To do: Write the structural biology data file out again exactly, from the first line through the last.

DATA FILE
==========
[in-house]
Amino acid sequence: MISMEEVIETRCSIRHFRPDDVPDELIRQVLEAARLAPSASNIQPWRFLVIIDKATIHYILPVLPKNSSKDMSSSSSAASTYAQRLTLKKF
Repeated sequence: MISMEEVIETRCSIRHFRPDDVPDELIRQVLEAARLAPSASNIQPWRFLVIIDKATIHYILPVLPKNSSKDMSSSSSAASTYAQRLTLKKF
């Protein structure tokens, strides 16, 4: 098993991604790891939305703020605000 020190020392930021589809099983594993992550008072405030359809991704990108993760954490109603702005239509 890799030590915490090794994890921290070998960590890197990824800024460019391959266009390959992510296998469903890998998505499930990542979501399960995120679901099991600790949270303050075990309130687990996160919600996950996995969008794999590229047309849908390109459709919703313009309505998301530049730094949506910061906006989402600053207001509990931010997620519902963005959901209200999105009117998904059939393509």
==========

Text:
[in-house]
Amino acid sequence: MISMEEVIETRCSIRHFRPDDVPDELIRQVLEAARLAPSASNIQPWRFLVIIDKATIHYILPVLPKNSSKDMSSSSSAASTYAQRLTLKKF
Repeated sequence: MISMEEVIETRCSIRHFRPDDVPDELIRQVLEAARLAPSASNIQPWRFLVIIDKATIHYILPVLPKNSSKDMSSSSSAASTYAQRLTLKKF
């Protein structure tokens, strides 16, 4: 098993991604790891939305703020605000 020190020392930021589809099983594993992550008072405030359809991704990108993760954490109603702005239509 890799030590915490090794994890921290070998960590890197990824800024460019391959266009390959992510296998469903890998998505499930990542979501399960995120679901099991600790949270303050075990309130687990996160919600996950996995969008794999590229047309849908390109459709919703313009309505998301530049730094949506910061906006989402600053207001509990931010997620519902963005959901209200999105009117998904059939393509």